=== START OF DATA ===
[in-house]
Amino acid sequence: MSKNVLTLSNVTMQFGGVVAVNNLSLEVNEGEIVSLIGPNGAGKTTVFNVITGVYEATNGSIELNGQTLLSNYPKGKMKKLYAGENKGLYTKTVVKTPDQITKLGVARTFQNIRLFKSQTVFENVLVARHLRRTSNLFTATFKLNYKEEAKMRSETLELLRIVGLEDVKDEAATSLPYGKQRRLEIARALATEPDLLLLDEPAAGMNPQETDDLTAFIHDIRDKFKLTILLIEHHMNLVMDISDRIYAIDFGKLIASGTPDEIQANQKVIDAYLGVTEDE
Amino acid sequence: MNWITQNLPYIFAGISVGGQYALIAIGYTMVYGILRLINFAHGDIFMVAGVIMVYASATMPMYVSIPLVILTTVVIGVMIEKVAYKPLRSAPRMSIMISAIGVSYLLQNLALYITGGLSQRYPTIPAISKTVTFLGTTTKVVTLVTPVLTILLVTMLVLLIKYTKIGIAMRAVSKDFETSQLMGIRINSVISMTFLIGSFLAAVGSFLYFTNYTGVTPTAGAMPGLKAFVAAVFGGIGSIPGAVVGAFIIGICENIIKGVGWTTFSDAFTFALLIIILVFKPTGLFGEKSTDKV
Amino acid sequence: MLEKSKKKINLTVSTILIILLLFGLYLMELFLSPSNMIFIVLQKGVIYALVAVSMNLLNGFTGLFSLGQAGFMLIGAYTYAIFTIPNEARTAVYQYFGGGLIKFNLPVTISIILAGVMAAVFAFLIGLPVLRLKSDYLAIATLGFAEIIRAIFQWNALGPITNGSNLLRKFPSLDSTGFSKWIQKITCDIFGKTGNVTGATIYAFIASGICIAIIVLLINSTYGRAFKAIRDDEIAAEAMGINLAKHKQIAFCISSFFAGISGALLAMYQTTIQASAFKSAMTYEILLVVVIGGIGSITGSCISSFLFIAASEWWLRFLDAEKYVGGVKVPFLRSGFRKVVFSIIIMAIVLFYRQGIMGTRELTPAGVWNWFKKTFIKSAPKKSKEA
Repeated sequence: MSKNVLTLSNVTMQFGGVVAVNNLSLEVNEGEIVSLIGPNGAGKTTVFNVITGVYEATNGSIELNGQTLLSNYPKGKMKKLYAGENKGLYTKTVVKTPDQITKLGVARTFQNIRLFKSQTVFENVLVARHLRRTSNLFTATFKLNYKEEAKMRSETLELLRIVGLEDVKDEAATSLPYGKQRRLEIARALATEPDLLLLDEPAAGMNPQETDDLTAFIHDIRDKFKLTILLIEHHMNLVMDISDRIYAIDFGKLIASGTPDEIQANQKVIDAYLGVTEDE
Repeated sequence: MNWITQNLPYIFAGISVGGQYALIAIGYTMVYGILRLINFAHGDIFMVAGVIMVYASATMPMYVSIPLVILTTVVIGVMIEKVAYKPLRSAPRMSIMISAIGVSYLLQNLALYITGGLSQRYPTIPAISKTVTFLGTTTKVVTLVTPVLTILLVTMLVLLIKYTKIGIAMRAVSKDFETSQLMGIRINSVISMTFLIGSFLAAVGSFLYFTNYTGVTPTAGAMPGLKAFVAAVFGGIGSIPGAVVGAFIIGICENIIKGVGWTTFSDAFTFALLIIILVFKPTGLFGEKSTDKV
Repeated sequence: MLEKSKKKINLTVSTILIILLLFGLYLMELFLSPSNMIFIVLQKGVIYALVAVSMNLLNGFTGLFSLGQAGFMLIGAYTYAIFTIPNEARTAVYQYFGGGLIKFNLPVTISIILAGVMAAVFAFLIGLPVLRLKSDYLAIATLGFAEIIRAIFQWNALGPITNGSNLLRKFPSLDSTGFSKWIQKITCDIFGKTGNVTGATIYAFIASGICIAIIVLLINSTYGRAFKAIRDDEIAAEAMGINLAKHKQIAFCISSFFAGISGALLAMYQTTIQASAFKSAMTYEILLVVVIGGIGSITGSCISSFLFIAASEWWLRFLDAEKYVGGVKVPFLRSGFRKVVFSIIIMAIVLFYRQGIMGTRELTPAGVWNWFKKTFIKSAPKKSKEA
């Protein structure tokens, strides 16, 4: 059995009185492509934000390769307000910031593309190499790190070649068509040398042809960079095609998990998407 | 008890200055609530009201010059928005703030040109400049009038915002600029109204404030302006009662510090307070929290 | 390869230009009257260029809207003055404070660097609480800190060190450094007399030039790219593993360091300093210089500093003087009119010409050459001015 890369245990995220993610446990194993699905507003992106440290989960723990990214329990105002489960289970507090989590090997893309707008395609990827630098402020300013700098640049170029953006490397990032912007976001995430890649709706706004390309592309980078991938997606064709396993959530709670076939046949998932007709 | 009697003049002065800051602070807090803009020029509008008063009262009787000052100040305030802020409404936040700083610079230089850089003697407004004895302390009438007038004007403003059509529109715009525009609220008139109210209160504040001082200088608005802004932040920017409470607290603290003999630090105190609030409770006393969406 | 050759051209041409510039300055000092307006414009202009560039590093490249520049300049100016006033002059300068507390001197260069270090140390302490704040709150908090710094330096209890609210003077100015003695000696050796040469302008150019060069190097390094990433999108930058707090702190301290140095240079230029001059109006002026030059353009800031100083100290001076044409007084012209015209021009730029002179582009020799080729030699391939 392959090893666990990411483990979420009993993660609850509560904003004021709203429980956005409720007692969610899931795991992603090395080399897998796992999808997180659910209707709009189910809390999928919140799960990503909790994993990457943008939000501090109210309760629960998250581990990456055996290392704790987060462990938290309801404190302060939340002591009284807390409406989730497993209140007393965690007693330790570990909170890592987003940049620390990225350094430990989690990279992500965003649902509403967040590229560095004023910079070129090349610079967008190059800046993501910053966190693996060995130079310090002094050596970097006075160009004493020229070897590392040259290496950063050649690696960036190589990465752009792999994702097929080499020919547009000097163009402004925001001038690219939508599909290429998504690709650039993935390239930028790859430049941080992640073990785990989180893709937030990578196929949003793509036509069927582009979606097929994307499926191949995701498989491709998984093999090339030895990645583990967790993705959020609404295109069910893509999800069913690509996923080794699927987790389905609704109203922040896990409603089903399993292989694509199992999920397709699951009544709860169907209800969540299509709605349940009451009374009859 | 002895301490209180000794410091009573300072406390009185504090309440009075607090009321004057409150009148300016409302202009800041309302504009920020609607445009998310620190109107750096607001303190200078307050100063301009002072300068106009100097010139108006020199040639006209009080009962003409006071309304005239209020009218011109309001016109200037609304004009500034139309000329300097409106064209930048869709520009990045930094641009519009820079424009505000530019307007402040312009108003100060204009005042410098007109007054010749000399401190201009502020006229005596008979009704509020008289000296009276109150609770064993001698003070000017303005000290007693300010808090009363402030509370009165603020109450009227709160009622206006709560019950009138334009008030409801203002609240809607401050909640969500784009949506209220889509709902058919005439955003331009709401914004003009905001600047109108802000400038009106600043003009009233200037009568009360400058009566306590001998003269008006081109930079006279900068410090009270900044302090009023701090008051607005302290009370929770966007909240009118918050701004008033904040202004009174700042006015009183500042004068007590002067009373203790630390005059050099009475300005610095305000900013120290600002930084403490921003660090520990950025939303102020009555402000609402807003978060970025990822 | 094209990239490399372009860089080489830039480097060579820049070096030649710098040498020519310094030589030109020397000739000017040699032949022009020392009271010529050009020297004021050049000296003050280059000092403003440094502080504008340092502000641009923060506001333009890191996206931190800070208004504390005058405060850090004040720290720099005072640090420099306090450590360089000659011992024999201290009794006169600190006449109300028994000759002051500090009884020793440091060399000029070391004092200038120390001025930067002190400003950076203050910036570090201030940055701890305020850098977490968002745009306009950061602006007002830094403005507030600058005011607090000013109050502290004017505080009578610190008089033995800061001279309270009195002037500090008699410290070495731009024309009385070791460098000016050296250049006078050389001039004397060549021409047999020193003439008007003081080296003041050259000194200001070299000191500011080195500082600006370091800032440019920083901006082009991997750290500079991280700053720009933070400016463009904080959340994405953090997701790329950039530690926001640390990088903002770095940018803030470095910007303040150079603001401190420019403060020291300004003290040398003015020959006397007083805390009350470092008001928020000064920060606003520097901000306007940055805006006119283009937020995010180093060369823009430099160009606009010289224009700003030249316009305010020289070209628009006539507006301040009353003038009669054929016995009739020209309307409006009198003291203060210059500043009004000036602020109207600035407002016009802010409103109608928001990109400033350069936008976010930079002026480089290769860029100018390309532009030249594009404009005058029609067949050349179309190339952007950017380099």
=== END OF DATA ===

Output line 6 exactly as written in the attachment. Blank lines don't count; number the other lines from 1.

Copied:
Repeated sequence: MNWITQNLPYIFAGISVGGQYALIAIGYTMVYGILRLINFAHGDIFMVAGVIMVYASATMPMYVSIPLVILTTVVIGVMIEKVAYKPLRSAPRMSIMISAIGVSYLLQNLALYITGGLSQRYPTIPAISKTVTFLGTTTKVVTLVTPVLTILLVTMLVLLIKYTKIGIAMRAVSKDFETSQLMGIRINSVISMTFLIGSFLAAVGSFLYFTNYTGVTPTAGAMPGLKAFVAAVFGGIGSIPGAVVGAFIIGICENIIKGVGWTTFSDAFTFALLIIILVFKPTGLFGEKSTDKV